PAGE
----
Often considered to be the ‘bread and butter’ of many law firms, slip and trip and fall traumas comprise a significant proportion of injuries sustained by the average Australian.
Indeed, according to the Australian Institute of Health and Welfare, falls and trips accounted for a greater percentage of injuries than transport accidents in 2011-2012, and 10% of all hospital admissions for older Australians in that period arose out of a fall. These figures include not only members of the public going about their daily business, but also employees who are injured while at work.
Unsurprisingly, this results in significant increases in insurance premiums for employers, and a far higher risk of out-of-pocket expenses should you not be covered by insurance for some reason.
As the saying goes, prevention is better than cure. So how can you minimise the risks of slip, trip and fall hazards in your workplace?
1. Review any obvious oversights
Often, slips or falls occur because of simple oversights. Consider whether your staff always put out “slippery when wet” warning signs as they perform the afternoon mop. Have you got a proper strategy in place for ensuring that spillages are taken care of immediately and safely? Consider your specific business attributes. If you run a swimming centre, for example, then your risk of slips is likely to be higher than that of an accounting firm.
Falls can occur from heights or ground level. Ensure that paths and walkways are kept clear, and that employees practice safety when working at height. It is a good idea to undertake the assessment of obvious oversights in a consultative fashion with your employees.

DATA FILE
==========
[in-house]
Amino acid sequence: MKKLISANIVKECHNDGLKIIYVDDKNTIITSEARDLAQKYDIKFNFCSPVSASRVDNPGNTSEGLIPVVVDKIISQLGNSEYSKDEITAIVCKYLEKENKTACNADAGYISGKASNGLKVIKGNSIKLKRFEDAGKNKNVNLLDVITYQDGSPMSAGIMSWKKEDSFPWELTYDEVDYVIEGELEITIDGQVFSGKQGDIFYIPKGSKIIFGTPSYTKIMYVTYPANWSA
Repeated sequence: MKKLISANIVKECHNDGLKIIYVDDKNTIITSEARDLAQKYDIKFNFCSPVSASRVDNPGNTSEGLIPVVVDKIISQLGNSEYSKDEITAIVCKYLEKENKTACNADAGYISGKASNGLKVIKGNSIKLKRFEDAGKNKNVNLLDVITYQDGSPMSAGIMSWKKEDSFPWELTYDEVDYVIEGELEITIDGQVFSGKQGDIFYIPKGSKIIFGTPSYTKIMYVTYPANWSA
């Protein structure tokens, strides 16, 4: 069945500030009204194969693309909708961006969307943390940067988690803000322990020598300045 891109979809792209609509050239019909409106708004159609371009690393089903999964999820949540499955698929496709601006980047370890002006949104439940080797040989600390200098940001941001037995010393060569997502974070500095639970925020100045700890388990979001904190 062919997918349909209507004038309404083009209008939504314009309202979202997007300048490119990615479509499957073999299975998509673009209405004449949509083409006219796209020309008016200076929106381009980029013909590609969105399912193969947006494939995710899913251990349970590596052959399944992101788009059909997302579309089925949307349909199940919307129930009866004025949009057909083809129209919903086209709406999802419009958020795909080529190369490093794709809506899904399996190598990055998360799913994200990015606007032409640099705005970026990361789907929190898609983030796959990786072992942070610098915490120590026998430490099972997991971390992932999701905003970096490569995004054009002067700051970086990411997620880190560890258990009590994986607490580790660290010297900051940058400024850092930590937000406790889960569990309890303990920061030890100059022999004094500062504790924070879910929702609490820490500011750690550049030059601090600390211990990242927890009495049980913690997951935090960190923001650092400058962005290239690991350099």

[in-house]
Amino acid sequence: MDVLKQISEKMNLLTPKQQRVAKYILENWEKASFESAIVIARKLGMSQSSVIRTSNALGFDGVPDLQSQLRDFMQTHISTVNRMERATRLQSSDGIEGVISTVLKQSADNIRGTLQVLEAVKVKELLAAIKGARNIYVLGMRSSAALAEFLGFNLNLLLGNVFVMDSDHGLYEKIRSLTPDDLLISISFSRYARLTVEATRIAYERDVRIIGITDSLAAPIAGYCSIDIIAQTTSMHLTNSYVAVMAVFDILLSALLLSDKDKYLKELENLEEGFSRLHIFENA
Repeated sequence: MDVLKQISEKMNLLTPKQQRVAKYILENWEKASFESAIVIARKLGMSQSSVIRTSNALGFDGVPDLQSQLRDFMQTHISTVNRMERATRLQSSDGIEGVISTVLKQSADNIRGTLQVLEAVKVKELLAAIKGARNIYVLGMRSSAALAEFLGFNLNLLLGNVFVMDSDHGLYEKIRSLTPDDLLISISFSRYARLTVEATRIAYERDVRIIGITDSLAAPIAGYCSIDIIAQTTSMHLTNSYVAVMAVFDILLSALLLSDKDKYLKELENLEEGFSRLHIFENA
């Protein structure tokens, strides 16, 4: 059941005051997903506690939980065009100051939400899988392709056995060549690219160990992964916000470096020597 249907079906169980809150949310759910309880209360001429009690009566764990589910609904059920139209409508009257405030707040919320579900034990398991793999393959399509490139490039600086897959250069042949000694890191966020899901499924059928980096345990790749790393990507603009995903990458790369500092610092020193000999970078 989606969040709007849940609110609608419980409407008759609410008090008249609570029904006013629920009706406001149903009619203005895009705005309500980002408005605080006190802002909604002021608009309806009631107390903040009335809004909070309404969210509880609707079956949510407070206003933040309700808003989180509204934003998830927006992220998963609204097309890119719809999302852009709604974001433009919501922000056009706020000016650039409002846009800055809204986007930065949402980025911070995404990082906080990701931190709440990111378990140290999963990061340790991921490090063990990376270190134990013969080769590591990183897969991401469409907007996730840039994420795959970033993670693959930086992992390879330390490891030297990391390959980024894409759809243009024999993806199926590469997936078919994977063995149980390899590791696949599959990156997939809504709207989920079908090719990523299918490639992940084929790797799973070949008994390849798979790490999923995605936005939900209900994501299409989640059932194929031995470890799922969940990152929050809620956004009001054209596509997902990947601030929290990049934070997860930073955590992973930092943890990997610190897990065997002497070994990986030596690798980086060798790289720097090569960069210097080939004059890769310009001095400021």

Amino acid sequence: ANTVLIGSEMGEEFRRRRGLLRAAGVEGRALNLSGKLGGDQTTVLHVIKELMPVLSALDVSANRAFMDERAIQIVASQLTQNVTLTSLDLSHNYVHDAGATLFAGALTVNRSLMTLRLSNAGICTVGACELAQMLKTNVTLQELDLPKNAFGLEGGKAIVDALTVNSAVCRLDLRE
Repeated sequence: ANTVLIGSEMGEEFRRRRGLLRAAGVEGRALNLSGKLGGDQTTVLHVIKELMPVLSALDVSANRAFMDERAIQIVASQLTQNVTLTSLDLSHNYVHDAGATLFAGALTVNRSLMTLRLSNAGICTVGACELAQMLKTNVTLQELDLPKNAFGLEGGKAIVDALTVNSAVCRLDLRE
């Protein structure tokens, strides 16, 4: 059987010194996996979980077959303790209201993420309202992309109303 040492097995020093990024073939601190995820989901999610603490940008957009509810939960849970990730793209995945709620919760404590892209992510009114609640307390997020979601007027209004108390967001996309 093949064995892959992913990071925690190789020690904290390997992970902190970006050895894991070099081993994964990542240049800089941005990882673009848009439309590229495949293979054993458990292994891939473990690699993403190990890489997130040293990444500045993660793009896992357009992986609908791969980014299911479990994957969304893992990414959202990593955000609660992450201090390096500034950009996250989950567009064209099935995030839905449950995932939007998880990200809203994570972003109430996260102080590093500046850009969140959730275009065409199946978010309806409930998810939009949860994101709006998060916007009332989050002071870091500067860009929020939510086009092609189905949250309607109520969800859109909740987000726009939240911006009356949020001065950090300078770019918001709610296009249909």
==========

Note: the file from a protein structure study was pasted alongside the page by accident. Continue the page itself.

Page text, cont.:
2. Consider your specific business
In addition to reviewing what your business’ current approach towards preventing slip and trip or fall injuries is, pay some close
attention to exactly what your business is. Do you cater specifically to the elderly, or to the very young? Do you allow pets on leashes to enter you premises? If yes, then you may have an increased trip or fall risk. Are you located in an area with significant rainfall? Then consider whether your windows, doors or outside areas may allow puddles to form which could increase the risks of slips or falls, or whether you have raised areas of curbing which could make it easier to trip over.
3. Arrange for a formal assessment
Once you have conducted your own safety audit, consider arranging slip assessment services.
In addition to building on your list of what you consider to be risks inherent in your business, an independent slip testing service will assess whether you adhere to all necessary Australian Standards and will provide comments on whether your floors and outside areas have an appropriate slip rating. After an assessment has been conducted, you will be provided with potential treatment options which will help you to safeguard further against the risk of slips, trips and falls.
Running a business is stressful enough. Don’t wait until somebody has been injured and you need to deal with the consequences to make sure that slip, trip and fall hazards are minimised at your workplace.